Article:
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Author: Subject: OBIT heat control
Gooferking Science
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[*] posted on 9-1-2014 at 18:19
OBIT heat control


Do oil burner ignition transformers heat up after running for a short period of time? I don't think they do, but I was just curious.



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Metacelsus
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[*] posted on 9-1-2014 at 18:55


Yes.
http://wiki.4hv.org/index.php/Oil_burner_ignition_transforme...
However, if used properly, they have a long lifespan.




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[*] posted on 9-1-2014 at 19:23


Could something be done to control the heat? It surprises me that they heat up, considering the low wattage. I suppose it could be ballasted, but that would make the output a lower current...



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macckone
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[*] posted on 9-1-2014 at 19:42


These are not designed to put out a lot of power,
just enough to ignite oil.
They are also designed to be fairly heat resistant but
not completely as there is no such thing.
Welding transformers use a duty cycle method of
controlling heat. ie. 4 minutes of use every 10 minutes
is a 40% duty cycle.

Such a scheme could work for an OBIT depending on the use.

NST (neon sign transformers) are a better choice as they are
designed for continuous use and generally higher voltages.
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violet sin
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[*] posted on 9-1-2014 at 21:25


I'm no expert first off, but I have SOME experience in the matter
after reading a few google search leads for OBIT heat up, I notice they can be wired in 2 ways. intermittent and continuous. one only energizes the x-former for starting the flame. the other way it is kept on the whole time while the unit is actively heating the house. so maybe check the model and see if it is rated to be used both ways. also a while back I was reading up on HV projects for big sparks and it was mentioned flybacks and OBIT's can be submerged in oil to dissipate the heat and increase life time. who knows how effective the suggestion is, as these were not trained professionals talking, but I think the idea has merit.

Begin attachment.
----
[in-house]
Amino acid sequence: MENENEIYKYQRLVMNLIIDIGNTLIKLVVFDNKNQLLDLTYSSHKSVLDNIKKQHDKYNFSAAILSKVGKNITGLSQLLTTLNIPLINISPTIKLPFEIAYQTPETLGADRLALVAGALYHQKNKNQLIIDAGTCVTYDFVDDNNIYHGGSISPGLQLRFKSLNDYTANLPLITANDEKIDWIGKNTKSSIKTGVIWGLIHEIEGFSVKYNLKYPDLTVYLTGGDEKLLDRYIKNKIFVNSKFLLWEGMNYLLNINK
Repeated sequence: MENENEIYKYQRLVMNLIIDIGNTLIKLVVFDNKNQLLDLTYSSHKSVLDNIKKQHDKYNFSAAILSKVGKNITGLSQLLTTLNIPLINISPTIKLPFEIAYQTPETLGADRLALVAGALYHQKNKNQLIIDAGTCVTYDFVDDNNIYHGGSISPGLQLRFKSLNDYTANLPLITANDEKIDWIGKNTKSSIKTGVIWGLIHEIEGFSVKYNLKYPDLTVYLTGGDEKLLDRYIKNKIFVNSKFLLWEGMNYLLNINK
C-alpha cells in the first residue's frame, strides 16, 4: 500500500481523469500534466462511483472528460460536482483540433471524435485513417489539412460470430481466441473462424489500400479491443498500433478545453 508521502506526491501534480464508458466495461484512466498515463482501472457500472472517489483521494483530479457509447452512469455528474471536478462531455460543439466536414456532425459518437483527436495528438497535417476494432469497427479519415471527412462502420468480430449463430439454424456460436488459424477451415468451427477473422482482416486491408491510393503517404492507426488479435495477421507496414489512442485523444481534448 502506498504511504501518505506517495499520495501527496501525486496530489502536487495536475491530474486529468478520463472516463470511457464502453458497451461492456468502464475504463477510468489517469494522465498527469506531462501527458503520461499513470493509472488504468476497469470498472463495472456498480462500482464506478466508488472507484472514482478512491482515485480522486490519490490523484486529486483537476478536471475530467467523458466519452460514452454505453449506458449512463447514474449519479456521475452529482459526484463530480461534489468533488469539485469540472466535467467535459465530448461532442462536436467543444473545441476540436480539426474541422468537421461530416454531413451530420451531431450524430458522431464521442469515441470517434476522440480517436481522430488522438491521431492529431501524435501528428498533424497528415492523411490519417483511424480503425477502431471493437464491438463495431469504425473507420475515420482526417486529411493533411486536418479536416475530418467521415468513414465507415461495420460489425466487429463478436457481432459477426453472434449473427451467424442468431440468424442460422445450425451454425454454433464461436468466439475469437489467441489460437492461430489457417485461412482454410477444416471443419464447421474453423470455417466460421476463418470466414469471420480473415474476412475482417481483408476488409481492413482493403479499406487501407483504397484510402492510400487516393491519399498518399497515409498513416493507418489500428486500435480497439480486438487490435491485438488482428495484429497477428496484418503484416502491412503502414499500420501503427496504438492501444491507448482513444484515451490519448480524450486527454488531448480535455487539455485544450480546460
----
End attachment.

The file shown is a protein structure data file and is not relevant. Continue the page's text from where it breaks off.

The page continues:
other things to keep in mind are the terminal spacing and erosion from continuous use( = greater spacing) from the searches. as the gap grows a bit it takes more to reach the other side like increasing a current limiting resistor. this eats the electrode tips at a greater rate as you might imagine further increasing your problem. you could look into the spacing specifications at the manufacturers site usually. found the one I played around with, and ignored it. I think it was only meant 2cm if memory serves. but I was using the transformer for a few min at a time. I can say that with mine, and an increased gap distance(~1.5in), after 10 min it was only warm and deff didn't feel like it was overheating. though the materials used in construction would dampen the spread of heat through the device. meaning it could have been much higher on the actual winding. I was experimenting with NO2 production with platinum tipped tantalum electrodes. not as fancy as the materials might imply, they were slapped together from some materials I had lying around( or kept safely in a hoard box, Pt :) )

it performed wonderfully at making NO2 in a short time. 30 sec was a light orange haze and better the longer you left it going. after a couple min it was nice dark orange/brown. I shut it down and cleared out of the basement after just a few min to let the NO2 dissipate( a med mason jar's worth). plenty for it to eat down there and I noticed no smell a few hours later when I went back to make sure nothing was plugged in for the night.

I would not recommend this type for O3 production though. just my take on it, the NST was MUCH better for this. despite it's cooler arc it still had no problem punching holes in dielectric materials. and once through good luck stopping it from punching right through the patches I attempted.

hope it helps. I been meaning to get back to that project for a while now.
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[*] posted on 10-1-2014 at 06:03


The point of submersion in oil (at least for flybacks) is to push output voltage beyond specifications, which would normally result in destructive arcing. The oil serves as a dielectric. However, I could see how it could also help cool the transformers.



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[*] posted on 10-1-2014 at 18:23


My intent with this OBT is to power a cathode ray tube for the Kansas science and engineering fair. I ballasted the OBT to 40 watts and the transformer had enough power to run a CRT. I think that at this low of a wattage (the OBT's rating is 250 watts) there shouldn't be any heating.



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